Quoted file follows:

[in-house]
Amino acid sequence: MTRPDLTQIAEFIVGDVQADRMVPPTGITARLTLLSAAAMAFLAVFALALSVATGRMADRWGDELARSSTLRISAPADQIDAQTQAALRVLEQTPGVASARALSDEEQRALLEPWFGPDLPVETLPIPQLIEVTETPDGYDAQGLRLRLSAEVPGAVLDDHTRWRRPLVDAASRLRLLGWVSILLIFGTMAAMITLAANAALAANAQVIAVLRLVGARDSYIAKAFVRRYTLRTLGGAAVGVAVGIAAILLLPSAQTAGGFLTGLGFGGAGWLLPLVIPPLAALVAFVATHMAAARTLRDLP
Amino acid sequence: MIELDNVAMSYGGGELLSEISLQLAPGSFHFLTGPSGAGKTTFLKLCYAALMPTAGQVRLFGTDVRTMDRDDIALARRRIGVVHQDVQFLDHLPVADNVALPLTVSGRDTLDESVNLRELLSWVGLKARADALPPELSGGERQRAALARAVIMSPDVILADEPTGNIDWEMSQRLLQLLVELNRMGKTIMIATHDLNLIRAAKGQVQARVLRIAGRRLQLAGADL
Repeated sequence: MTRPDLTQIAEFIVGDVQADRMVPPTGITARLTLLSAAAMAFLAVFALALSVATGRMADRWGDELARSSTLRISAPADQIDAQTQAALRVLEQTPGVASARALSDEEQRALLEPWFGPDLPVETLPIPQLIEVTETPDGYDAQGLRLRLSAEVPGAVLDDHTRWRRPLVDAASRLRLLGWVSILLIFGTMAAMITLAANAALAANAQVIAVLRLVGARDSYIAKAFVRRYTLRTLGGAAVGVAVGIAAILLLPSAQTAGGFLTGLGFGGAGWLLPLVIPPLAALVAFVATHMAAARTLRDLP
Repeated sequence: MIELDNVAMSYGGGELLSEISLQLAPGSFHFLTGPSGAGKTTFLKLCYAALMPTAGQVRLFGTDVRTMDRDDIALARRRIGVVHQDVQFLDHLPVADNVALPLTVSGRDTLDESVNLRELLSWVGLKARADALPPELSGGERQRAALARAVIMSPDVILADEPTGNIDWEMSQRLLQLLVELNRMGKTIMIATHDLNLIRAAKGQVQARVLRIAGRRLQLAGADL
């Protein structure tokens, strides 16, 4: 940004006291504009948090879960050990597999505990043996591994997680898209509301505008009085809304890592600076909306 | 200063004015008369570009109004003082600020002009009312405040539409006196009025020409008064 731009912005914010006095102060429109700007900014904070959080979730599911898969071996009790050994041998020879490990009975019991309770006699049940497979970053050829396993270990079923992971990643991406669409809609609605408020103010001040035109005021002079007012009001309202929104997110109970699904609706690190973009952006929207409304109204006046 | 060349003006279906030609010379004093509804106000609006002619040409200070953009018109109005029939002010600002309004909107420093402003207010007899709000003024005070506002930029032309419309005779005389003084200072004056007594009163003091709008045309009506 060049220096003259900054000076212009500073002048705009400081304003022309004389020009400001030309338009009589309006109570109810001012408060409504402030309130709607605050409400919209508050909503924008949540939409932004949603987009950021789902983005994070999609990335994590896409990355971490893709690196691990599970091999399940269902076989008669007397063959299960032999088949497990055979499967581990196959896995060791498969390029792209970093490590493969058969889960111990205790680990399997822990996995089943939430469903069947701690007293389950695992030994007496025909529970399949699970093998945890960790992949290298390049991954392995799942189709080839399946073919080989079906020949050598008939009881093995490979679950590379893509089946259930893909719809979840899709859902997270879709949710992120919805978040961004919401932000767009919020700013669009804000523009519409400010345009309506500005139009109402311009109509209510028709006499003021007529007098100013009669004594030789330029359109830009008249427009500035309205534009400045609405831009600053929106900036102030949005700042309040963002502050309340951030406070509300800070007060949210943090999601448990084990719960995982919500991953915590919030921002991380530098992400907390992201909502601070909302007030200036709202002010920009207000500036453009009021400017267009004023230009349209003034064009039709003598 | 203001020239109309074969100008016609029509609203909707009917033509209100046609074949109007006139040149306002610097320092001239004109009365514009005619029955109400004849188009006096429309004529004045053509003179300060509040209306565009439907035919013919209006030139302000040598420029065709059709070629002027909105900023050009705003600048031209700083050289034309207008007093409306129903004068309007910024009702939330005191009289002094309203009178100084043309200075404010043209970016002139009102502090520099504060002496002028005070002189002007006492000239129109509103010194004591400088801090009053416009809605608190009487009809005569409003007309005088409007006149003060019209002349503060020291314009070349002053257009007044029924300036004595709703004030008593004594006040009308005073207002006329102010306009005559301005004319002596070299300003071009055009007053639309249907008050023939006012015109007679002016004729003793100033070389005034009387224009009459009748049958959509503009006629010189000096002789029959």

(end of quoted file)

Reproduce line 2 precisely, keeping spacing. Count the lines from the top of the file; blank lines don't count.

Amino acid sequence: MTRPDLTQIAEFIVGDVQADRMVPPTGITARLTLLSAAAMAFLAVFALALSVATGRMADRWGDELARSSTLRISAPADQIDAQTQAALRVLEQTPGVASARALSDEEQRALLEPWFGPDLPVETLPIPQLIEVTETPDGYDAQGLRLRLSAEVPGAVLDDHTRWRRPLVDAASRLRLLGWVSILLIFGTMAAMITLAANAALAANAQVIAVLRLVGARDSYIAKAFVRRYTLRTLGGAAVGVAVGIAAILLLPSAQTAGGFLTGLGFGGAGWLLPLVIPPLAALVAFVATHMAAARTLRDLP